CloudFlare pins outage on bad rule for Juniper routers

Summary:Content distribution firm "drops off the internet" after outage.

Content distribution company CloudFlare suffered a worldwide outage for around an hour over the weekend after applying a bad change to its Juniper edge routers that replicated across its network.

CloudFlare "effectively dropped off the internet" after a network wide failure hit all 23 nodes located in 14 countries across the world. Visitors to the site during the outage between 09.47 UTC and 10.49 UTC would have received a DNS error, CloudFlare's CEO Matthew Prince explained on the company's blog.

The outage affected its DNS and any services that rely on its web proxy, which is an important component for clients — such as WikiLeaks and around 500,000 other organisations — that rely on it for web optimisation and uptime in the face of distributed denial of service attacks.

Indeed, the outage occurred after its engineers applied a "bad rule" to a Juniper edge router while fending off a DDoS attack against one of its clients, which spread across its network of edge routers using Juniper's Flowspec protocol.

The rule was designed to filter an attack that was sending packet sizes between 99,971 and 99,985 bytes long to the client’s DNS server, but caused the router to malfunction. 

2013-03-04 01.00.48 pm
CloudFlare's networkwide outage. Credit: CloudFlare

"Flowspec accepted the rule and relayed it to our edge network. What should have happened is that no packet should have matched that rule because no packet was actually that large. What happened instead is that the routers encountered the rule and then proceeded to consume all their RAM until they crashed," Prince said.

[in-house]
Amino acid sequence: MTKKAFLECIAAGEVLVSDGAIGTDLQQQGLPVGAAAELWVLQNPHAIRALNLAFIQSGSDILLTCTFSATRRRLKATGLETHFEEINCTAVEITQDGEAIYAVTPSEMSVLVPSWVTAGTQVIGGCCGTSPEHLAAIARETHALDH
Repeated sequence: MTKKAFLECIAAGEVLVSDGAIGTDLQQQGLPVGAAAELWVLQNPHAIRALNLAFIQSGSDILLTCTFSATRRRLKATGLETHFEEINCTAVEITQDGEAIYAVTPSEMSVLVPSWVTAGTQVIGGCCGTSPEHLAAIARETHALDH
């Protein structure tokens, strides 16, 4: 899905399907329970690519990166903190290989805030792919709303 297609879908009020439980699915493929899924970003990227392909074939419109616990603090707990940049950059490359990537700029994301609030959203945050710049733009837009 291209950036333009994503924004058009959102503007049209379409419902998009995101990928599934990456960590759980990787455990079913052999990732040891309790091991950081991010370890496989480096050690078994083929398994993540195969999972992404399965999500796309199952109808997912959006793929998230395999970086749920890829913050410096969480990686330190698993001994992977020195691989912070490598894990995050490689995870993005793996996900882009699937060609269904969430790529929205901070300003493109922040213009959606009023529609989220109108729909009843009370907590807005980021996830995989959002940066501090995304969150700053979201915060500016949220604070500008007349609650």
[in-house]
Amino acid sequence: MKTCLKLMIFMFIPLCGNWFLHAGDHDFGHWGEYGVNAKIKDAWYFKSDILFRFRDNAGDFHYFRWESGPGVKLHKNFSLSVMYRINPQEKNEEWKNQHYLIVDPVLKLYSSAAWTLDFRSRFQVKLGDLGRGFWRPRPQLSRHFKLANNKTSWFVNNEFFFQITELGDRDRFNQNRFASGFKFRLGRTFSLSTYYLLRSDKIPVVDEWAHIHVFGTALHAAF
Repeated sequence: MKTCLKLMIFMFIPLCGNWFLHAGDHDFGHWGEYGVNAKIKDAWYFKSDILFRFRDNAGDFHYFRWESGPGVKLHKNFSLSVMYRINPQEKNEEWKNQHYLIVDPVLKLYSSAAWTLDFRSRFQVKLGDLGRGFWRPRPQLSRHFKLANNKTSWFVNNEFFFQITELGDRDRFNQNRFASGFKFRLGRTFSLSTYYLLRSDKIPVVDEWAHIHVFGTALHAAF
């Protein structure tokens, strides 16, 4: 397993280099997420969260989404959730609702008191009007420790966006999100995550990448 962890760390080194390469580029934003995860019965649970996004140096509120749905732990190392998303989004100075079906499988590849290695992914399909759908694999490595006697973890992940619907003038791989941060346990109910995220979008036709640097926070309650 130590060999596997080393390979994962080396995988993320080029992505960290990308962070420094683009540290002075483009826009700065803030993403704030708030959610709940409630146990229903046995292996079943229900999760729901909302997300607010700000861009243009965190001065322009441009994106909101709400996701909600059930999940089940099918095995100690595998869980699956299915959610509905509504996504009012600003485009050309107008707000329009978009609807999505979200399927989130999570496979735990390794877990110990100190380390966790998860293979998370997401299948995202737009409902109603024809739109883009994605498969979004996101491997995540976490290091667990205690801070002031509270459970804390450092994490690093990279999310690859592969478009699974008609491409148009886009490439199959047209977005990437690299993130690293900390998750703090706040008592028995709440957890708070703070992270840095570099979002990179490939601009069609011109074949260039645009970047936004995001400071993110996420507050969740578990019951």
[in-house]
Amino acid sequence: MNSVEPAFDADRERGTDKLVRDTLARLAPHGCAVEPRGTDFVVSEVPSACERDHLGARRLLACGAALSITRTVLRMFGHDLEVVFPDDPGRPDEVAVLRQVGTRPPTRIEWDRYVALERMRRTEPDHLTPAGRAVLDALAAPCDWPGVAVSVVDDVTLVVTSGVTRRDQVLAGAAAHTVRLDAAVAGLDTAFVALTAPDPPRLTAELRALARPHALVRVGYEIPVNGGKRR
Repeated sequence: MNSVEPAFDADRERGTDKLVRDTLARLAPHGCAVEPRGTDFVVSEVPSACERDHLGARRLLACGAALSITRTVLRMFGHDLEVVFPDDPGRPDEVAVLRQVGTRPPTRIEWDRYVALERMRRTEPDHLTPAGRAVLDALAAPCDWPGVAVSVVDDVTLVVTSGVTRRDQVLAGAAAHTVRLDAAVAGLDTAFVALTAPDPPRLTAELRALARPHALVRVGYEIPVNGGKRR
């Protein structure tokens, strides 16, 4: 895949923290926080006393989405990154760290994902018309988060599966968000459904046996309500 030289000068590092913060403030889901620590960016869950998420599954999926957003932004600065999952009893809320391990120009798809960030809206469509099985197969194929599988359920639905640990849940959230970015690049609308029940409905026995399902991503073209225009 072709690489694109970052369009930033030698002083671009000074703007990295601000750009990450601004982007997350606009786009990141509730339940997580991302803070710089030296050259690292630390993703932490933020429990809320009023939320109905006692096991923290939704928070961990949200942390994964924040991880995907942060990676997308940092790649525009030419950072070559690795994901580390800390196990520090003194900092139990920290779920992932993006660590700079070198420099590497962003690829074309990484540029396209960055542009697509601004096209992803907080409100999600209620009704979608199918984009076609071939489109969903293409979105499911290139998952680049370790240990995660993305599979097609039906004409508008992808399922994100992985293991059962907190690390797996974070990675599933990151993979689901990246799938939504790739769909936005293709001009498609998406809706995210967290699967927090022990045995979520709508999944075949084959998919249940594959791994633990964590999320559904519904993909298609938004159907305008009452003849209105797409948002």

Some routers failed to automatically reboot, forcing network operations teams at the datacentres had to physically access them and perform a hard reboot to get them up and running again.

The company said it is investigating whether Juniper is aware of any bugs and will begin testing whether Flowspec rule updates can be targeted to specific datacentres rather than applied network-wide.

CloudFlare intends on issuing service credits to accounts covered by service level agreements.

"Any amount of downtime is completely unacceptable to us and the whole CloudFlare team is sorry we let our customers down this morning," said Prince.

Topics: Networking

About

Liam Tung is an Australian business technology journalist living a few too many Swedish miles north of Stockholm for his liking. He gained a bachelors degree in economics and arts (cultural studies) at Sydney's Macquarie University, but hacked (without Norse or malicious code for that matter) his way into a career as an enterprise tech, s... Full Bio

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